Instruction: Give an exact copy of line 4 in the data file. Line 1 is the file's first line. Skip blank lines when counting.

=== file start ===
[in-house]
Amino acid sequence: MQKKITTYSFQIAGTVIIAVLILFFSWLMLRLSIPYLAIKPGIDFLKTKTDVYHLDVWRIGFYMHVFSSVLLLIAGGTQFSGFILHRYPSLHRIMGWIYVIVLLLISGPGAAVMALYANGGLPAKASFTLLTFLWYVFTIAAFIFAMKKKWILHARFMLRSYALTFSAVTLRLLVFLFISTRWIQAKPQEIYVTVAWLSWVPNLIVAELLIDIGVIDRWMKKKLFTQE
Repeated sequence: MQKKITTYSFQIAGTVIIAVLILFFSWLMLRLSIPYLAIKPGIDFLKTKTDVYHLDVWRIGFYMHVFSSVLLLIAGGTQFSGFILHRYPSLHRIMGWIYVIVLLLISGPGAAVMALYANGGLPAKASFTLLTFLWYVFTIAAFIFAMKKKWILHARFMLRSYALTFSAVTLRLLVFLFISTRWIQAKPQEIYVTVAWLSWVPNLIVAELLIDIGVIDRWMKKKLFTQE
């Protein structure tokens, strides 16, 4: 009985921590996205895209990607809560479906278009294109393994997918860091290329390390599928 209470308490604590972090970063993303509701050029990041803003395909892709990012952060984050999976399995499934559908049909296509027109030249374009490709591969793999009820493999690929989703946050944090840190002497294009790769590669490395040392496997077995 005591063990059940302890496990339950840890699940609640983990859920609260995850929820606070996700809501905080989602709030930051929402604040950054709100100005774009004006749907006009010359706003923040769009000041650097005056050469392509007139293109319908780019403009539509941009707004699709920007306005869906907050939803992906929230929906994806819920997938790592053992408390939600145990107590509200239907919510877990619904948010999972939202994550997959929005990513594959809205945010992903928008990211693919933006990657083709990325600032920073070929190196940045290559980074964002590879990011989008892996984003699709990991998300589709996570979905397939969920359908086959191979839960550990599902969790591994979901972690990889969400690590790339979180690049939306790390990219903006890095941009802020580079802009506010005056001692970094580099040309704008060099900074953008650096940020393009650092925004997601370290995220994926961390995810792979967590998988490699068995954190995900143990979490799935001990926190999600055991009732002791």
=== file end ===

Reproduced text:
């Protein structure tokens, strides 16, 4: 009985921590996205895209990607809560479906278009294109393994997918860091290329390390599928 209470308490604590972090970063993303509701050029990041803003395909892709990012952060984050999976399995499934559908049909296509027109030249374009490709591969793999009820493999690929989703946050944090840190002497294009790769590669490395040392496997077995 005591063990059940302890496990339950840890699940609640983990859920609260995850929820606070996700809501905080989602709030930051929402604040950054709100100005774009004006749907006009010359706003923040769009000041650097005056050469392509007139293109319908780019403009539509941009707004699709920007306005869906907050939803992906929230929906994806819920997938790592053992408390939600145990107590509200239907919510877990619904948010999972939202994550997959929005990513594959809205945010992903928008990211693919933006990657083709990325600032920073070929190196940045290559980074964002590879990011989008892996984003699709990991998300589709996570979905397939969920359908086959191979839960550990599902969790591994979901972690990889969400690590790339979180690049939306790390990219903006890095941009802020580079802009506010005056001692970094580099040309704008060099900074953008650096940020393009650092925004997601370290995220994926961390995810792979967590998988490699068995954190995900143990979490799935001990926190999600055991009732002791």